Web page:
Palestinian Center for Human Rights (PCHR) (July 8, 2009)
The Wall and the associated administrative regime violate Palestinians’ fundamental right to self-determination . . . The State of Israel is not entitled to invoke Article 51 of the UN Charter (the right to self defense) with respect to the occupied Palestinian territory.
In this approach, NGOs make several specious claims relying on controversial interpretations of international law. These arguments are largely incoherent : They claim that because Israel is being attacked by non-state actors (i.e., Palestinian terrorists, Hezbollah) or that because those attacks are launched from “occupied” territory, Israel is not entitled to invoke Article 51 of the UN Charter and therefore is legally prohibited from engaging in the use of force. Additionally, several NGOs claim that the Palestinian “right to self-determination” trumps any exercise of Israeli self-defense it may be entitled to under Article 51 (see also Approach 4).
The right to self defense is rooted in customary international law
Contrary to these NGO claims, the right of self-defense does not solely emanate from Article 51 but is rooted in customary international law. Therefore, Israel enjoys customary self-defense rights regardless of whether Article 51 is applicable.
If Article 51 is not applicable, there is no prohibition on the use of force
The NGOs adopting this approach fail to recognize the full implications of their claims that Israel is not entitled to use force under Article 51 because Israel is not fighting another state. If the UN Charter’s prohibition only applies to force used against other states and Palestinian terror organizations are not state actors, then Israel does not need to invoke self-defense rights in using force.
Under the principle of the Lotus case, states are entitled to engage in any action that is not specifically barred by international law. Accordingly, as noted by scholars such as Avi Bell and Marko Milanovic, “[t]here is no prohibition on states to use force against non-state actors, if that use of force does not infringe on the sovereignty of any other state.” Under this view, the use of force by Israel in Gaza or against Palestinian terror groups in the West Bank is lawful even without invoking any rights of self-defense, and Israel is also immune from requirements of Article 51 such as informing the Security Council of its actions.
NGO interpretations of Article 51 are wrong
Nevertheless, even if Israel needed to invoke rights of self-defense, NGO interpretations of Article 51 are simply wrong. As noted by Rosalyn Higgins, a justice on the International Court of Justice (ICJ) and an authority on international law, “[t]here is, with respect, nothing in the text of Article 51 that thus stipulates that self-defence is available only when an armed attack is made by a State.” She further notes that
I also find unpersuasive the Court's contention that, as the uses of force emanate from occupied territory, it is not an armed attack “by one State against another”. I fail to understand the Court's view that an occupying Power loses the right to defend its own civilian citizens at home if the attacks emanate from the occupied territory -- a territory which it has found not to have been annexed and is certainly “other than” Israel.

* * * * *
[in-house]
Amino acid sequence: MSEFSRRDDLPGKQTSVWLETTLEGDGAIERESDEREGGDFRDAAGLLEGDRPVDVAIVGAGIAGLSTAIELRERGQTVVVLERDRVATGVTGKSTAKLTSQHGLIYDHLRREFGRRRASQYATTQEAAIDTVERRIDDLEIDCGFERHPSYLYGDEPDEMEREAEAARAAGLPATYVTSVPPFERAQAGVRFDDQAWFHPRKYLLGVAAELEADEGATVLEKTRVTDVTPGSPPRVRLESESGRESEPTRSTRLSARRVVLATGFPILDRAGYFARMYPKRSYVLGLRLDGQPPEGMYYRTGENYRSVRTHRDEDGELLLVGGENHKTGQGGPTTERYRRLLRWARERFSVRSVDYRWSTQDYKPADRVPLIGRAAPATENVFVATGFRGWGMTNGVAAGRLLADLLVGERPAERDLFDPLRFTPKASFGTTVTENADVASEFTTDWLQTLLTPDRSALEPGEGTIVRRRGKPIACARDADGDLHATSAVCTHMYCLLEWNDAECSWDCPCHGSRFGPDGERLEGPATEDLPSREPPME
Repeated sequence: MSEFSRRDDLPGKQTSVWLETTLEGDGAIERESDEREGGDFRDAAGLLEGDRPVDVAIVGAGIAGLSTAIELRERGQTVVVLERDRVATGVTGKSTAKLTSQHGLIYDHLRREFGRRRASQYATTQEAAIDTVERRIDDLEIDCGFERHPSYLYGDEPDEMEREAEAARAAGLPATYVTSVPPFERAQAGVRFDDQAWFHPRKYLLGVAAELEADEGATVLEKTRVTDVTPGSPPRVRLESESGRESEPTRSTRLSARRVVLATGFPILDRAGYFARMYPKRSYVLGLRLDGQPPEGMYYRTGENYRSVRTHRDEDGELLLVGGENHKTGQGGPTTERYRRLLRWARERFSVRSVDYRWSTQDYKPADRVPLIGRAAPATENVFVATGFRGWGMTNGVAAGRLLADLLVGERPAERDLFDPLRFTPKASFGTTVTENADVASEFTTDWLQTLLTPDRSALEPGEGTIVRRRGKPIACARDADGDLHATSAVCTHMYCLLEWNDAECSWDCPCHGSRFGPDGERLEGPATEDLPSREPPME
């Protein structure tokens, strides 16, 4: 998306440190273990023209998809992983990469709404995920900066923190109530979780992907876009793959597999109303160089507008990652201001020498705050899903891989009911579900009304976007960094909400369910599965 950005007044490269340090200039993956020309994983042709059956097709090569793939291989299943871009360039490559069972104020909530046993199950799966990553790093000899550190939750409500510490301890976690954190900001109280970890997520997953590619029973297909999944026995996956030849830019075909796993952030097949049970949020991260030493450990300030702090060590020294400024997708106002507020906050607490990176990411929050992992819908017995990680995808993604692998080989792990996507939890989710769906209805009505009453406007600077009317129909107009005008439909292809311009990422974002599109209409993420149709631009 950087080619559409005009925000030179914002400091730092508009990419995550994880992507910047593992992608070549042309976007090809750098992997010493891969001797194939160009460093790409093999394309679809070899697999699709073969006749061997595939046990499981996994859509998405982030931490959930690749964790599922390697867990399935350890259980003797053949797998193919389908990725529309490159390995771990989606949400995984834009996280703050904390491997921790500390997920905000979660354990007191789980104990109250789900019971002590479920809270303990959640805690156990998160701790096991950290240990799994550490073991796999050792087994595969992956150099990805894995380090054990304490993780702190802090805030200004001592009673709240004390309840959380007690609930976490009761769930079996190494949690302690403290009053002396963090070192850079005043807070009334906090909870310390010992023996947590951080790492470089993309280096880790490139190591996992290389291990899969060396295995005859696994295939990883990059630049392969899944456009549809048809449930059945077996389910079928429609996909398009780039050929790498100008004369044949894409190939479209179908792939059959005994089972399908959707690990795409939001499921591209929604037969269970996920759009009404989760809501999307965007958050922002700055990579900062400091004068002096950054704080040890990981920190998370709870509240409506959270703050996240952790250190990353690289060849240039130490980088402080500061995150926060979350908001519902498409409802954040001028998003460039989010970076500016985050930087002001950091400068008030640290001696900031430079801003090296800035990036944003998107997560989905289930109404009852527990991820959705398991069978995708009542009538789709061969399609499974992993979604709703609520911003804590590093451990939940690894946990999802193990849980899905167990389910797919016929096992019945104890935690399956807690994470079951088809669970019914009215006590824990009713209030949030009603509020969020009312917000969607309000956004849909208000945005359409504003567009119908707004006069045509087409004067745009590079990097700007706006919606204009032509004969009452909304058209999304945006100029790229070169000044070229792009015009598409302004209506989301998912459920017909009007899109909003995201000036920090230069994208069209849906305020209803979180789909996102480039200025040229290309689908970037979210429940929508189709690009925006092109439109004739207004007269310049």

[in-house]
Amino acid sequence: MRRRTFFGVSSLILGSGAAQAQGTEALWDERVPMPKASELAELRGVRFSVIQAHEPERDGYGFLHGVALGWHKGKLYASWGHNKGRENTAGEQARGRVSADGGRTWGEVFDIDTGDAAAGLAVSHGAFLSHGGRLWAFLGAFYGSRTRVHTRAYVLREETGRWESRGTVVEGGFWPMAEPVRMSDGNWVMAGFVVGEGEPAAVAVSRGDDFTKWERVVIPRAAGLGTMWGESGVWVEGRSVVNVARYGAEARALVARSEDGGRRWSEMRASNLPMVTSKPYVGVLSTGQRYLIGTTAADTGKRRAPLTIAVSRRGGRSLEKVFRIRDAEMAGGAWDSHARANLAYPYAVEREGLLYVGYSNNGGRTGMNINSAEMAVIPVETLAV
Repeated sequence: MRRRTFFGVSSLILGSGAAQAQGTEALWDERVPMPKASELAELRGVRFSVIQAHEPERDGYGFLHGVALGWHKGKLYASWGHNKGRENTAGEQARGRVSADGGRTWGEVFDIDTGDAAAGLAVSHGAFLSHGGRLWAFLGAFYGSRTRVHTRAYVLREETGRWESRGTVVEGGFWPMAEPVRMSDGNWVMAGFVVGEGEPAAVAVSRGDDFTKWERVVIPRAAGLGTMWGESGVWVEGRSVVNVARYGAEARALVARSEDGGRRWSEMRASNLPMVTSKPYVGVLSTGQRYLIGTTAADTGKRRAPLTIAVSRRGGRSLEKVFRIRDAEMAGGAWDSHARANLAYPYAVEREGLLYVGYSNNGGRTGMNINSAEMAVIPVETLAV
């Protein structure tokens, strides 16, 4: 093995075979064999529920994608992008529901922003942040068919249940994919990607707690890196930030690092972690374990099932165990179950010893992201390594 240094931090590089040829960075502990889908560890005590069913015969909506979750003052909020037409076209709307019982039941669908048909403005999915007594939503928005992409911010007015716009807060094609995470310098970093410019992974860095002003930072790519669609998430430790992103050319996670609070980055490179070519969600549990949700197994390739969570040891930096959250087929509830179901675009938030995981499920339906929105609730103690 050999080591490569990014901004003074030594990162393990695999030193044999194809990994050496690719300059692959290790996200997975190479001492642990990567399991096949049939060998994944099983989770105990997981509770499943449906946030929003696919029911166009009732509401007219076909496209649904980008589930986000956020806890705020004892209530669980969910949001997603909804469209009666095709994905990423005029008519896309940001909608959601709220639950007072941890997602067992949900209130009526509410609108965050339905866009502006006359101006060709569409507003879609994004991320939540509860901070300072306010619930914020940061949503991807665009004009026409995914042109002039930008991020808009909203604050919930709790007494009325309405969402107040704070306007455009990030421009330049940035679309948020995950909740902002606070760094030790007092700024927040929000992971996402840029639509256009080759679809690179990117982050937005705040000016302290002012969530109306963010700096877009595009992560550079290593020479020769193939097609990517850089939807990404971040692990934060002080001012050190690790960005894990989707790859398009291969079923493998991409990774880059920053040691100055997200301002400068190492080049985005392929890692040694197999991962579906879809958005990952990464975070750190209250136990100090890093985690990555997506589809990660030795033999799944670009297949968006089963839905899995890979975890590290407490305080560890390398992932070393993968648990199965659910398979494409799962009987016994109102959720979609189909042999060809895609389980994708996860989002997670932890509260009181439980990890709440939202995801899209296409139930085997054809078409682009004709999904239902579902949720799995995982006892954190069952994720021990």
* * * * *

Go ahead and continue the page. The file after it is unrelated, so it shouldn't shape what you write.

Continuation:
(See also the dissent of Justice Thomas Burgenthal and the decision of the Eritrea-Ethiopia Claims Commission – described below.)
Indeed, the rights of states to respond with force when attacked by terrorist groups is firmly anchored in international practice, as seen, for example, by the universal acknowledgement of the United States’ right to use military force against al Qaeda in the wake of the 9/11 terrorist attacks.
Approach 2: Characterize Israeli self-defensive measures as intended to “punish” the Palestinians.
Joint Statement by Human Rights Watch, Gisha, and Physicians for Human Rights-Israel (May 13, 2008)
Human Rights Watch, Gisha, and Physicians for Human Rights-Israel unreservedly condemn the Palestinian rocket and other attacks against Israeli civilians, such as the mortar attack that killed a civilian in Kfar Aza on May 9, which violate the international legal prohibition against attacks that deliberately target or indiscriminately harm civilians. However, unlawful attacks by one side to a conflict do not permit unlawful actions – in this case collective punishment – by the other.
The IDF’s artillery fire in these circumstances is not a defensive action taken to combat opposing fire and Qassam rockets at the time they occur. Rather, it is aimed at what the IDF refers to as “Qassam launching areas,” broad spaces of land from which the IDF believes Qassam rockets had previously been fired. The firing is carried out at Israel’s initiative, as punishment or deterrence, and not in self-defense.
The claims made in reports taking this approach allege that Israel’s exercise of self-defense is merely a pretext for its supposed true motive of punishing the Palestinians. However, these reports provide no evidentiary basis for impugning the motives of Israel, and no legal basis for claiming that Israel’s motives are relevant.
There is no legal doctrine that establishes that an otherwise legal military action in self-defense becomes illegal simply because one of its alleged motives is to “punish” the aggressor. The organizations claiming that there is such a doctrine cannot point to any case or legal source supporting such a doctrine.
This is because the measures taken by Israel (i.e., economic blockades and sanctions, clearing land to eliminate hidden launch sites) are perfectly legal under international law and are reasonable actions to combat the incessant targeting of Israeli civilians. NGO Monitor will examine the legality of these measures in future installments of the International Law, Human Rights, & NGOs series.